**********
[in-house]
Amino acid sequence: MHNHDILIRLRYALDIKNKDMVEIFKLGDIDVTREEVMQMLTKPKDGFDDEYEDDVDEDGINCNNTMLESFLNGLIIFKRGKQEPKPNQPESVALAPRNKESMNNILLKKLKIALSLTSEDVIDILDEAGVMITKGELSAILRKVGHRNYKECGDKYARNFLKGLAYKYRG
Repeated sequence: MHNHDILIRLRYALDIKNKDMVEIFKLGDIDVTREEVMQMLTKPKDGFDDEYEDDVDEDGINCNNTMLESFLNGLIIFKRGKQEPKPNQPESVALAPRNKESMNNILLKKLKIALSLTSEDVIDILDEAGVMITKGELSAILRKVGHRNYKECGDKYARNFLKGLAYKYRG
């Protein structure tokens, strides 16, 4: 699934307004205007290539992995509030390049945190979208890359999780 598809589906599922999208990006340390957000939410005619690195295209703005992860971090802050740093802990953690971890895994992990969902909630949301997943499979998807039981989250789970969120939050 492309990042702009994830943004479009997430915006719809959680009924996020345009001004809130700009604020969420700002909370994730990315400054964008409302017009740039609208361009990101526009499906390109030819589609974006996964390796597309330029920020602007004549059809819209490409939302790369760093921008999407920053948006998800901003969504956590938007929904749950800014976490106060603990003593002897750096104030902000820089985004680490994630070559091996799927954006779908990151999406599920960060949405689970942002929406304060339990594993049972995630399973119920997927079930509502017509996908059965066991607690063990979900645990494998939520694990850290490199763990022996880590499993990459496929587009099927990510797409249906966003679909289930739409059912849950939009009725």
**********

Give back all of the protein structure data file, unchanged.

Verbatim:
[in-house]
Amino acid sequence: MHNHDILIRLRYALDIKNKDMVEIFKLGDIDVTREEVMQMLTKPKDGFDDEYEDDVDEDGINCNNTMLESFLNGLIIFKRGKQEPKPNQPESVALAPRNKESMNNILLKKLKIALSLTSEDVIDILDEAGVMITKGELSAILRKVGHRNYKECGDKYARNFLKGLAYKYRG
Repeated sequence: MHNHDILIRLRYALDIKNKDMVEIFKLGDIDVTREEVMQMLTKPKDGFDDEYEDDVDEDGINCNNTMLESFLNGLIIFKRGKQEPKPNQPESVALAPRNKESMNNILLKKLKIALSLTSEDVIDILDEAGVMITKGELSAILRKVGHRNYKECGDKYARNFLKGLAYKYRG
């Protein structure tokens, strides 16, 4: 699934307004205007290539992995509030390049945190979208890359999780 598809589906599922999208990006340390957000939410005619690195295209703005992860971090802050740093802990953690971890895994992990969902909630949301997943499979998807039981989250789970969120939050 492309990042702009994830943004479009997430915006719809959680009924996020345009001004809130700009604020969420700002909370994730990315400054964008409302017009740039609208361009990101526009499906390109030819589609974006996964390796597309330029920020602007004549059809819209490409939302790369760093921008999407920053948006998800901003969504956590938007929904749950800014976490106060603990003593002897750096104030902000820089985004680490994630070559091996799927954006779908990151999406599920960060949405689970942002929406304060339990594993049972995630399973119920997927079930509502017509996908059965066991607690063990979900645990494998939520694990850290490199763990022996880590499993990459496929587009099927990510797409249906966003679909289930739409059912849950939009009725």